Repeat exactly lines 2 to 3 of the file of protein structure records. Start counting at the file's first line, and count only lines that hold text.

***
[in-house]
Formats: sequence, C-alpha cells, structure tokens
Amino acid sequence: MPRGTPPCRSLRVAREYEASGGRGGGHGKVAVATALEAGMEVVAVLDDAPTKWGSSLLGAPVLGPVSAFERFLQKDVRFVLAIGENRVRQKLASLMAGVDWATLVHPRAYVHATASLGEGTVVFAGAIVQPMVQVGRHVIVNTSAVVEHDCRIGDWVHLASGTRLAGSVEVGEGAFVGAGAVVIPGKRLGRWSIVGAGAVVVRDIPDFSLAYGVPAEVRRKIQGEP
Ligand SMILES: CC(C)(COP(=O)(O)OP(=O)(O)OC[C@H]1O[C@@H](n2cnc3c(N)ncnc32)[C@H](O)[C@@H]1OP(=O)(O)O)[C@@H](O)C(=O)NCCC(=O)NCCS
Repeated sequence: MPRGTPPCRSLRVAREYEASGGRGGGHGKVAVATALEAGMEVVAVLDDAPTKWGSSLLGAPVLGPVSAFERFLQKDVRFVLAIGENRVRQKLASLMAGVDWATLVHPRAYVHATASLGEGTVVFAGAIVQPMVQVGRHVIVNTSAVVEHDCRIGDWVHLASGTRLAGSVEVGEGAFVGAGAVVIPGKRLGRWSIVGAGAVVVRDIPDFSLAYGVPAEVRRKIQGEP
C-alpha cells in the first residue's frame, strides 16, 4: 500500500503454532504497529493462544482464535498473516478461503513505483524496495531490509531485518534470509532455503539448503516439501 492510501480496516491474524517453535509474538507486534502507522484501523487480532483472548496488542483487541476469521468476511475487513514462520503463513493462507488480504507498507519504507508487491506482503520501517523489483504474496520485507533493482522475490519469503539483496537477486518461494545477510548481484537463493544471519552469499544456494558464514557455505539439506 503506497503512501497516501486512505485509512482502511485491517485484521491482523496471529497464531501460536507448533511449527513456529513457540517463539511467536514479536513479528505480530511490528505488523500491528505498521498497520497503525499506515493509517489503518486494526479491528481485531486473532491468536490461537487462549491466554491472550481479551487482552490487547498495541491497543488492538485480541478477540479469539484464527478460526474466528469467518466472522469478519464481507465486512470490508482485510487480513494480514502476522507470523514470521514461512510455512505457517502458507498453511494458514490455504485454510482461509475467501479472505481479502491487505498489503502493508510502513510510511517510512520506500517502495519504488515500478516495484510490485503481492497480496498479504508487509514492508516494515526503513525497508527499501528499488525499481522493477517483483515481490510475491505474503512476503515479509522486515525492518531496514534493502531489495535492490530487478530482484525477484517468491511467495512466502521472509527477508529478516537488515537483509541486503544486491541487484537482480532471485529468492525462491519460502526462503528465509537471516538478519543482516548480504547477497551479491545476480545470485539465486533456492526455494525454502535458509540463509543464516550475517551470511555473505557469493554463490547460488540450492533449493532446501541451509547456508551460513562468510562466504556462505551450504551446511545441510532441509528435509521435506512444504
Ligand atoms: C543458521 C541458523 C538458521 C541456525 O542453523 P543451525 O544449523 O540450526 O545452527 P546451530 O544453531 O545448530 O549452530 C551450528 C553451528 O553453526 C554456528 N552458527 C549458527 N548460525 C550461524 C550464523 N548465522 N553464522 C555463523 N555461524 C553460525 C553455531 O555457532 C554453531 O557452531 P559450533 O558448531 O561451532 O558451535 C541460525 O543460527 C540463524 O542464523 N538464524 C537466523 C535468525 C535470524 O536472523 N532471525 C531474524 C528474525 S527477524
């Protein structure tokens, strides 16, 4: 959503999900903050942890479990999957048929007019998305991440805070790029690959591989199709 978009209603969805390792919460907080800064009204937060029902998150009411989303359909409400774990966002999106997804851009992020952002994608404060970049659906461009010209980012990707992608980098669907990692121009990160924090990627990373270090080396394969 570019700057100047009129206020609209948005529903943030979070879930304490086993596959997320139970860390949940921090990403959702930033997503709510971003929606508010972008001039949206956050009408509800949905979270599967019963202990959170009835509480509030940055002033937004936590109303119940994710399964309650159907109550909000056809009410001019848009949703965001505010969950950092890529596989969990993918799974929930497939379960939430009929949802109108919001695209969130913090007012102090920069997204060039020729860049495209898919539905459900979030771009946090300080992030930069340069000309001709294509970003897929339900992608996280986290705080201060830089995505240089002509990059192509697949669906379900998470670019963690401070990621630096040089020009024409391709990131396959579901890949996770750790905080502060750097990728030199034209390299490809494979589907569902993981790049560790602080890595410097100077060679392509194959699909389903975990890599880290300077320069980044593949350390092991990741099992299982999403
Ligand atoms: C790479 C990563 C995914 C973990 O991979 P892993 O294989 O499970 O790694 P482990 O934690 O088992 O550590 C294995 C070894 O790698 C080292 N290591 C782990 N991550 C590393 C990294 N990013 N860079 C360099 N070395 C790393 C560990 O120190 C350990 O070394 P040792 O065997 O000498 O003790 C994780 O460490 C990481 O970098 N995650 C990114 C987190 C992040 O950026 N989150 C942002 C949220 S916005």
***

Formats: sequence, C-alpha cells, structure tokens
Amino acid sequence: MPRGTPPCRSLRVAREYEASGGRGGGHGKVAVATALEAGMEVVAVLDDAPTKWGSSLLGAPVLGPVSAFERFLQKDVRFVLAIGENRVRQKLASLMAGVDWATLVHPRAYVHATASLGEGTVVFAGAIVQPMVQVGRHVIVNTSAVVEHDCRIGDWVHLASGTRLAGSVEVGEGAFVGAGAVVIPGKRLGRWSIVGAGAVVVRDIPDFSLAYGVPAEVRRKIQGEP